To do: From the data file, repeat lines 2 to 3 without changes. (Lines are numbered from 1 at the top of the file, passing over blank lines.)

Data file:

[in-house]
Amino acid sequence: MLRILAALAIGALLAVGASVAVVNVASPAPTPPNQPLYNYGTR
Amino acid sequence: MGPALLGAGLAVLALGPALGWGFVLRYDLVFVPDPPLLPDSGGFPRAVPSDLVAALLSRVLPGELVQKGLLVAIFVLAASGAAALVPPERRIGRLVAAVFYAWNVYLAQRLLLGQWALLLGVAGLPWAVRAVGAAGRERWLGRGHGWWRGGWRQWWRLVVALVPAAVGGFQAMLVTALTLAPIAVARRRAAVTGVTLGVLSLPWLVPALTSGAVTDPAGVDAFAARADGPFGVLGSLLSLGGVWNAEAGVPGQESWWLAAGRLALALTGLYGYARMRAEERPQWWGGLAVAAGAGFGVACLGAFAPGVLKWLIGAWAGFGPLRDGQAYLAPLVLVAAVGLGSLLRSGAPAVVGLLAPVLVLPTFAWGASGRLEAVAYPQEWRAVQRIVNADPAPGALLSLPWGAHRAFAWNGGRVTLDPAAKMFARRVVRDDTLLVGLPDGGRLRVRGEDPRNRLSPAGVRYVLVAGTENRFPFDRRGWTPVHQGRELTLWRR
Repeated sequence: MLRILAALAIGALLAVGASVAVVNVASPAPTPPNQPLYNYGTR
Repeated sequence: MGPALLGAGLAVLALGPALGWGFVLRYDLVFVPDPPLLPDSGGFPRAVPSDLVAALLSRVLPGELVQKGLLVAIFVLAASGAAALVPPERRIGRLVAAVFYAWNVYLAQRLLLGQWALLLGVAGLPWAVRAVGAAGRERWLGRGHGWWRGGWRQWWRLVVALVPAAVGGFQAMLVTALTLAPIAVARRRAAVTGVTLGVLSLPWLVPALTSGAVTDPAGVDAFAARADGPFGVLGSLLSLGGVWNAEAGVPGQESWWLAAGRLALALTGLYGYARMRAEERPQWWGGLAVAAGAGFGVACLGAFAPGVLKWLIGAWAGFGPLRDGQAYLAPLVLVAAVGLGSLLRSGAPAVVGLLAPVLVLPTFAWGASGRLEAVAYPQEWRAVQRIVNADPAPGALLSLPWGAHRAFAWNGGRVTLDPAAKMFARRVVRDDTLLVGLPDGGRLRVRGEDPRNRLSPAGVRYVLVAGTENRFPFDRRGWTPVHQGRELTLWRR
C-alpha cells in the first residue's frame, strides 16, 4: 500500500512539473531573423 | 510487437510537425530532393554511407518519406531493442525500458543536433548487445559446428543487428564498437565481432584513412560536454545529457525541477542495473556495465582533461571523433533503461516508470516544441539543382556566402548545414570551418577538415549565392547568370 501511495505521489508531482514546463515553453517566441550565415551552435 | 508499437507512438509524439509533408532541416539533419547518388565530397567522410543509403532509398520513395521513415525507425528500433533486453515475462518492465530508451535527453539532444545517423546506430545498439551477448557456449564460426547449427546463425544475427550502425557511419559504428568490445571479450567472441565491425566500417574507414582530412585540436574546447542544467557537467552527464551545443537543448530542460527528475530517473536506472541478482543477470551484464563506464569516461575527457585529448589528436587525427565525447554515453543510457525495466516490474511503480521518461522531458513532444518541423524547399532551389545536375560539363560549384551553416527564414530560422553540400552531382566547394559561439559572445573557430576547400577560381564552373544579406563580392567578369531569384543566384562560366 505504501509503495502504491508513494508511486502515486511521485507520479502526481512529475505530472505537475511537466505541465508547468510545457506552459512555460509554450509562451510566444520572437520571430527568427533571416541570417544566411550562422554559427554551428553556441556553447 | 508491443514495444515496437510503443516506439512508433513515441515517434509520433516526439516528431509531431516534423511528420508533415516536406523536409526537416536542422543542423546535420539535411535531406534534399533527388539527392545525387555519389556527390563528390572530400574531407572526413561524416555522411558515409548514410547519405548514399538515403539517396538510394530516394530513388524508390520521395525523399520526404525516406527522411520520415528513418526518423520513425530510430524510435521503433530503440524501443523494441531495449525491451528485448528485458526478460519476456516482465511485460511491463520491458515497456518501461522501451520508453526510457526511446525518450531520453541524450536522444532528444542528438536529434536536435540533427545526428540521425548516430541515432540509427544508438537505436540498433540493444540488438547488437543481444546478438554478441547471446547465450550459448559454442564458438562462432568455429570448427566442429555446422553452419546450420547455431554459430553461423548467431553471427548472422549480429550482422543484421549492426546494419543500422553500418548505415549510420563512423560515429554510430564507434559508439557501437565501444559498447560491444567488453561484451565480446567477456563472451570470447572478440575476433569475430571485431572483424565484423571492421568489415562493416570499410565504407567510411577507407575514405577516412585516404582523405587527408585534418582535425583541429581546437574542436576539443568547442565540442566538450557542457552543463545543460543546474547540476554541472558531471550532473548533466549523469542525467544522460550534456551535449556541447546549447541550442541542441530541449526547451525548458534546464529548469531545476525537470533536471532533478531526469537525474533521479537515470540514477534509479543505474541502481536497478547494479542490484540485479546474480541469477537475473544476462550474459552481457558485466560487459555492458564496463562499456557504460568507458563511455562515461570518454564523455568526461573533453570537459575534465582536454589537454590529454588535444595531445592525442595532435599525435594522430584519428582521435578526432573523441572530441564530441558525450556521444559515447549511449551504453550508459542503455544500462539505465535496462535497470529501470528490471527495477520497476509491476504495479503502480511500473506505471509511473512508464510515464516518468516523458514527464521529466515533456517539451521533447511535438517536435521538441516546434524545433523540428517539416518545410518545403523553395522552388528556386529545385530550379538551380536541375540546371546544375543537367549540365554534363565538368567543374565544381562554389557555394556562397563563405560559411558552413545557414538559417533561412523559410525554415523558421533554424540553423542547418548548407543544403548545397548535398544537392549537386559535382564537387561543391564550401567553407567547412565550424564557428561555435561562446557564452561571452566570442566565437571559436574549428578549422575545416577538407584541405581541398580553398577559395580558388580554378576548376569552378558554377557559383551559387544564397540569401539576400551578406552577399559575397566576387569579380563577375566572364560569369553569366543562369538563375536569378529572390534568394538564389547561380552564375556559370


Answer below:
Amino acid sequence: MLRILAALAIGALLAVGASVAVVNVASPAPTPPNQPLYNYGTR
Amino acid sequence: MGPALLGAGLAVLALGPALGWGFVLRYDLVFVPDPPLLPDSGGFPRAVPSDLVAALLSRVLPGELVQKGLLVAIFVLAASGAAALVPPERRIGRLVAAVFYAWNVYLAQRLLLGQWALLLGVAGLPWAVRAVGAAGRERWLGRGHGWWRGGWRQWWRLVVALVPAAVGGFQAMLVTALTLAPIAVARRRAAVTGVTLGVLSLPWLVPALTSGAVTDPAGVDAFAARADGPFGVLGSLLSLGGVWNAEAGVPGQESWWLAAGRLALALTGLYGYARMRAEERPQWWGGLAVAAGAGFGVACLGAFAPGVLKWLIGAWAGFGPLRDGQAYLAPLVLVAAVGLGSLLRSGAPAVVGLLAPVLVLPTFAWGASGRLEAVAYPQEWRAVQRIVNADPAPGALLSLPWGAHRAFAWNGGRVTLDPAAKMFARRVVRDDTLLVGLPDGGRLRVRGEDPRNRLSPAGVRYVLVAGTENRFPFDRRGWTPVHQGRELTLWRR